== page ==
In a meeting between the government and the Jewish Claims Conference (JCC), the two parties agreed that Germany would change its eligibility criteria for Holocaust survivor payments to include people who were forced to live in eastern European ghettos, Der Spiegel said.
This means that up to 3,000 more people will receive help. A third of these live in Israel, the rest are scattered over 46 countries worldwide. Changing eligibility will cost Germany between €7 million and €11 million more.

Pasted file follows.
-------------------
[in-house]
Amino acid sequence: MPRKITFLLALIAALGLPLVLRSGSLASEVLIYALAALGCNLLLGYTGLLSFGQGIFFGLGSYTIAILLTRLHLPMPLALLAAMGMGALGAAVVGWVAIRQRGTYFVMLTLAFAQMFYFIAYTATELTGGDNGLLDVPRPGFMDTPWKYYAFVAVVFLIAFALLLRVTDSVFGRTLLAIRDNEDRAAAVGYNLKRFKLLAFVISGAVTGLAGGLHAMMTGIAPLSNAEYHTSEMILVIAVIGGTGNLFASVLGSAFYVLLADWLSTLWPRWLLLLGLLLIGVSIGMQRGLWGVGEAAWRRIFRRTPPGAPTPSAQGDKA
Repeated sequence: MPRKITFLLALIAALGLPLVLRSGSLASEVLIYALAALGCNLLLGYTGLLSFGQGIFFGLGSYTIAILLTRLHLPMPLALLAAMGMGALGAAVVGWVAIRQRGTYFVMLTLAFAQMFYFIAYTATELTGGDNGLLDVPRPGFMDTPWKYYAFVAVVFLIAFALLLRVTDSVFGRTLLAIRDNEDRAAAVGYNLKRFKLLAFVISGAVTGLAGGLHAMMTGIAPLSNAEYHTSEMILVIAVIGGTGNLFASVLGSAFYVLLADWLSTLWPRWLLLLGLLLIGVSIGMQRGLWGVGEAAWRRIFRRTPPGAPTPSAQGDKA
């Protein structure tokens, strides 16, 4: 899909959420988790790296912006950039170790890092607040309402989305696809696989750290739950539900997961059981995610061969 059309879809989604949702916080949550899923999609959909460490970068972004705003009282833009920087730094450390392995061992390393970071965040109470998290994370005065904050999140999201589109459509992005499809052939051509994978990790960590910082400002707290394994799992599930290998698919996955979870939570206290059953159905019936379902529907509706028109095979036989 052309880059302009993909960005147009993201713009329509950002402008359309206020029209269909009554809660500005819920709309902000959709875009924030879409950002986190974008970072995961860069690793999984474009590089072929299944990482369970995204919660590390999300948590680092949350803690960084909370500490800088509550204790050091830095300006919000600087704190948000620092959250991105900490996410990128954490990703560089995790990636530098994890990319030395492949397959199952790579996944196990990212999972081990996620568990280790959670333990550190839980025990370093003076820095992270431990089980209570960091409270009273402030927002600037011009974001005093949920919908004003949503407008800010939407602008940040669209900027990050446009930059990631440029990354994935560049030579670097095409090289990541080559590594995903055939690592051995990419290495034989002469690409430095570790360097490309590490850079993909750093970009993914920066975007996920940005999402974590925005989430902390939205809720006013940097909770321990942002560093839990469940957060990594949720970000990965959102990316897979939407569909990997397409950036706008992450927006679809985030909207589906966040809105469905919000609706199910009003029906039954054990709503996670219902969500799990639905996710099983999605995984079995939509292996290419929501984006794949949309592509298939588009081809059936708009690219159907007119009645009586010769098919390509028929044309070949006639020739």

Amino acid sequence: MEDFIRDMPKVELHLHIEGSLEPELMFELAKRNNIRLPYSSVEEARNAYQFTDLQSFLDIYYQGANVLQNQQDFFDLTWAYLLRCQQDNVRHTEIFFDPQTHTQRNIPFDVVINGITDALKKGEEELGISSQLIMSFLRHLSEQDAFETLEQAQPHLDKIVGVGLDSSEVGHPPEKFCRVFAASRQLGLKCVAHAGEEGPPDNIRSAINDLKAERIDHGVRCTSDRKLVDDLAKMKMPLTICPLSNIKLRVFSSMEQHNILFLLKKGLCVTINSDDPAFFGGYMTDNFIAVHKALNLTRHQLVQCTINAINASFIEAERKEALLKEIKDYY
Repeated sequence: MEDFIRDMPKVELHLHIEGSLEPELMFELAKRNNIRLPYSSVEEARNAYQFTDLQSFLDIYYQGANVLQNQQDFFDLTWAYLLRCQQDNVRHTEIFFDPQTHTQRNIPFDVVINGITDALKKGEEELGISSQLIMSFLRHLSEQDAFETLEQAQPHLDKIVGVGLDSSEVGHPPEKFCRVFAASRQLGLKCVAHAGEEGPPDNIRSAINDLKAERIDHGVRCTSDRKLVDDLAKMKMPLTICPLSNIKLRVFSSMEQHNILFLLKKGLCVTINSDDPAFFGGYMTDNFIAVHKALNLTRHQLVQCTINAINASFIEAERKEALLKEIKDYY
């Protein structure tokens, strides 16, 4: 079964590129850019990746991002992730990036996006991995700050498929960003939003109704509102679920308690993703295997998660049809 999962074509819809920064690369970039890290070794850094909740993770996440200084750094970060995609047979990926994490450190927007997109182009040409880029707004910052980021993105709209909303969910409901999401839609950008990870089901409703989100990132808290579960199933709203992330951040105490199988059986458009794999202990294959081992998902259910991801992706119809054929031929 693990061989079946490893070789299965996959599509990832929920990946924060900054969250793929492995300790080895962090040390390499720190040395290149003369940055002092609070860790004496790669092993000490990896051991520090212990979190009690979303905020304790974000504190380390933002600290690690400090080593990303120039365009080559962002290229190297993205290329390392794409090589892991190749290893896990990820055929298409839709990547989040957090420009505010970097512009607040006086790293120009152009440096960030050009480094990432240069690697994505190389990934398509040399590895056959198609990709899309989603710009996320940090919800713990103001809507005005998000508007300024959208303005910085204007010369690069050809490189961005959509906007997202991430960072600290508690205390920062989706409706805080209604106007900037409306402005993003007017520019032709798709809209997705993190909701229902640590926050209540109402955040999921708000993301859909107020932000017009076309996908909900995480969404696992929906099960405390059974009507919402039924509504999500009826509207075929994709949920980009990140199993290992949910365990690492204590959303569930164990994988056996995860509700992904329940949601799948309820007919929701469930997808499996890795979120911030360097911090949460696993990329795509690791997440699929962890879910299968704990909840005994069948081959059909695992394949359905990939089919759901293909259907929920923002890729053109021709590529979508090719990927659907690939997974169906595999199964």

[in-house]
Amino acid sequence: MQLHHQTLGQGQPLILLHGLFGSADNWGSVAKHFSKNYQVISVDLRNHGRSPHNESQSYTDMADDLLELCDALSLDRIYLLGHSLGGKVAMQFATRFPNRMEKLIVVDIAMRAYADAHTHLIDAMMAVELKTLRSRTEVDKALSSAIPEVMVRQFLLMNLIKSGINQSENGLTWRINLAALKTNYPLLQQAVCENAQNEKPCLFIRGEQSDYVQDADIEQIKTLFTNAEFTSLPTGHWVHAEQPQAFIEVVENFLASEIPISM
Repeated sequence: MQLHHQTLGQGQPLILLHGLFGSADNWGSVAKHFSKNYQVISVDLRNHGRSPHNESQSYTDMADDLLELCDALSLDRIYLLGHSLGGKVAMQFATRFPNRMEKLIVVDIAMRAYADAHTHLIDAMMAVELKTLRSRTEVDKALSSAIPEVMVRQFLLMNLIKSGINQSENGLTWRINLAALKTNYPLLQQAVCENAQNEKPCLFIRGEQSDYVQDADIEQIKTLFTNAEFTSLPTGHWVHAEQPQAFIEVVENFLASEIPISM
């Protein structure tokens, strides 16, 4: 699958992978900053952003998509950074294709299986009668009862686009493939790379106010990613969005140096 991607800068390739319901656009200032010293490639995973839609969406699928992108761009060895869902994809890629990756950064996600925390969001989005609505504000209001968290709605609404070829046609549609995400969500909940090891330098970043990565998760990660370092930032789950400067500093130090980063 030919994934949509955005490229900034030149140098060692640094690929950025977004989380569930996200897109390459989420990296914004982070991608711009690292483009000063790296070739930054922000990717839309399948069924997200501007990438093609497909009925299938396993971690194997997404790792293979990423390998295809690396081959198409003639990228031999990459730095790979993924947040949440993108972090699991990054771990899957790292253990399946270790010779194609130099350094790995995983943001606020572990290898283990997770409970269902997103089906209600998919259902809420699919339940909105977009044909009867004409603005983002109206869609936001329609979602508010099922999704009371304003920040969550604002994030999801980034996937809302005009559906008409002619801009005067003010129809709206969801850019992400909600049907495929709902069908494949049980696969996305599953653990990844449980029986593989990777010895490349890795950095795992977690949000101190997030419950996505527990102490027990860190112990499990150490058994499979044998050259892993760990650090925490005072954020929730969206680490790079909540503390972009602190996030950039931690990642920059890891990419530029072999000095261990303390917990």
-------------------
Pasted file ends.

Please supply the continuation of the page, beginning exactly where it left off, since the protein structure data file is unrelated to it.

Stuart Eizenstat, head of the JCC and former US Ambassador to Germany, praised the negotiations, saying that giving so much money despite tight spending policies was particularly noteworthy. “It ensures that Holocaust survivors can live out their last years in dignity.”
While not enclosed by walls and fenced like in labour camps, people living in ghettos – like in Chernivtsi in Romania – were not allowed to leave and had to wear a Star of David at all time.
Further talks will be held in the autumn of 2014 to discuss whether Jewish people who lived through the Holocaust as children would also be eligible.